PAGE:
For $155 each, I'm close to bagging three of these 144Hz gaming monitors – PC Gamer

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By published 1 July 22
In fact, at $200 off, maybe I’ll get four.
MSI Optix G272 | 27-inch | IPS | 1080p | 144Hz | 1ms response time| $352.60 $155 at Walmart (save $197.60 (opens in new tab))
For this price it’s hard not to recommend this gaming monitor. It’s great for competitive gaming at 1080p, and the response time is minimal too. It may be a little lacking on the side of ergonomics but its certainly got it where it counts.
This MSI Optix G272 gaming monitor, with speedy refresh rate and low response time, is just $155 at Walmart (opens in new tab) right now. That’s kind of ridiculous when you consider its usual price is $353. That’s almost $200 saved on a pretty decent piece of kit—maybe something to consider if you’re looking to round off your mid-range gaming rig (opens in new tab) setup.
On top of an 144Hz refresh rate, this little esports ready gaming monitor delivers an impeccable 1ms response time. That makes it a great option if you’re into competitive online gaming, and although it’s only a 1080p native resolution panel, it means it won’t push lower end graphics cards too hard. 
Easier on your GPU equals higher frames per second, i.e. the gaming life-blood.
What’s the catch, you’re wondering? While there is a lot going for this gaming monitor in terms of competitive chops, issues crop up when you look below the panel itself.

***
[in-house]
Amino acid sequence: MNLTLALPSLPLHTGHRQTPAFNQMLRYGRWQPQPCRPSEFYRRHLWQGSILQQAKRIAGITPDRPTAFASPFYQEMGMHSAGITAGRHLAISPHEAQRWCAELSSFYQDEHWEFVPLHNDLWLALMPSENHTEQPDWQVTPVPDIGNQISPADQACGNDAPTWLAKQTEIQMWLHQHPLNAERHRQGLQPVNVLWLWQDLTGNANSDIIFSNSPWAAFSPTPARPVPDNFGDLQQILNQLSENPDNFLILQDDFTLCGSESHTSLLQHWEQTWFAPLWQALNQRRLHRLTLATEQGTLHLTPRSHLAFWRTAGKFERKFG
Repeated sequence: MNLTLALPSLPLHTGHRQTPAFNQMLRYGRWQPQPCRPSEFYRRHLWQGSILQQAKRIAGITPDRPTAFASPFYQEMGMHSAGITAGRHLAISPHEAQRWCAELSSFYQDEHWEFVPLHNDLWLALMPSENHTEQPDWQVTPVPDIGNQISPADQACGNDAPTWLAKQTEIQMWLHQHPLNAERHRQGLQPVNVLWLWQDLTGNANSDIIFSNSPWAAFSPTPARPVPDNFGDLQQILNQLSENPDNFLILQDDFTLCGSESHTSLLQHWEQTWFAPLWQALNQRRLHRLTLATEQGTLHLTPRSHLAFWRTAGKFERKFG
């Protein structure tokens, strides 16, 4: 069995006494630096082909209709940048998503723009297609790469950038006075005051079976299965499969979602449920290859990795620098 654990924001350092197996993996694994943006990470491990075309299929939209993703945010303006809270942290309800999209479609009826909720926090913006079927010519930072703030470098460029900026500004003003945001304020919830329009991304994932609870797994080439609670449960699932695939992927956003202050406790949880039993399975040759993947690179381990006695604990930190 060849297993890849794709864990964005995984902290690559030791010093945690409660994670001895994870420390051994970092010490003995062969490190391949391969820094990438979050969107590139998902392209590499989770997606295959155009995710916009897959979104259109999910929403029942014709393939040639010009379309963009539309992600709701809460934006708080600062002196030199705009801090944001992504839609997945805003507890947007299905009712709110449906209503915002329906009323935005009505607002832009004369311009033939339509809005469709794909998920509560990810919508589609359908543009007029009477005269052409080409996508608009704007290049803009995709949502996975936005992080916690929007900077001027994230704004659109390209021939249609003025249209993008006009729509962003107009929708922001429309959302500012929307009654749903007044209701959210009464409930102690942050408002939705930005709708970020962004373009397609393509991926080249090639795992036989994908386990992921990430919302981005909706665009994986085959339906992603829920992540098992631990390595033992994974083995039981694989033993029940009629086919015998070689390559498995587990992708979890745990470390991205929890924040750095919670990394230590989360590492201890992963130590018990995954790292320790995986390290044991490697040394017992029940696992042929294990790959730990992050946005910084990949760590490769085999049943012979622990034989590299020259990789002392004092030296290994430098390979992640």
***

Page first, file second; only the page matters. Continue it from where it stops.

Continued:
We’ve not had a chance to confirm this for ourselves but Rtings (opens in new tab) testers came back with a few gripes, the stand being one of them. It’s not the greatest when it comes to ergonomics, since there’s no height adjustment or swivel. You also can’t rotate it to portrait orientation if you want to set up some matrix-style coding monitor array. The joystick controls are a great feature for a modern monitor, though this ones got a little wiggle to it. 
Otherwise, they reckon this gaming monitor is sturdy, and the picture quality isn’t terrible either. That’s especially true for this price. Generally it’s got slightly better contrast than most IPS monitors, whereas the viewing angle is a little lacking. 1080p at 27 inches also doesn’t necessarily make for the best pixel pitch.
This one also doesn’t come with FreeSync or G-Sync, and though the Adaptive Sync variable refresh rate (VRR) technology works pretty well with AMD GPUs to achieve a mostly tearless experience, that’s only over DisplayPort. It also doesn’t support HDR gaming, but that’s something I’d be happy to sacrifice at that price.
Screw sports, Katie would rather watch Intel, AMD and Nvidia go at it. Having been obsessed with computers and graphics for three long decades, she took Game Art and Design up to Masters level at uni, and has been demystifying tech and science—rather sarcastically—for two years since. She can be found admiring AI advancements, scrambling for scintillating Raspberry Pi projects, preaching cybersecurity awareness, sighing over semiconductors, and gawping at the latest GPU upgrades. She’s been heading the PCG Steam Deck content hike, while waiting patiently for her chance to upload her consciousness into the cloud.
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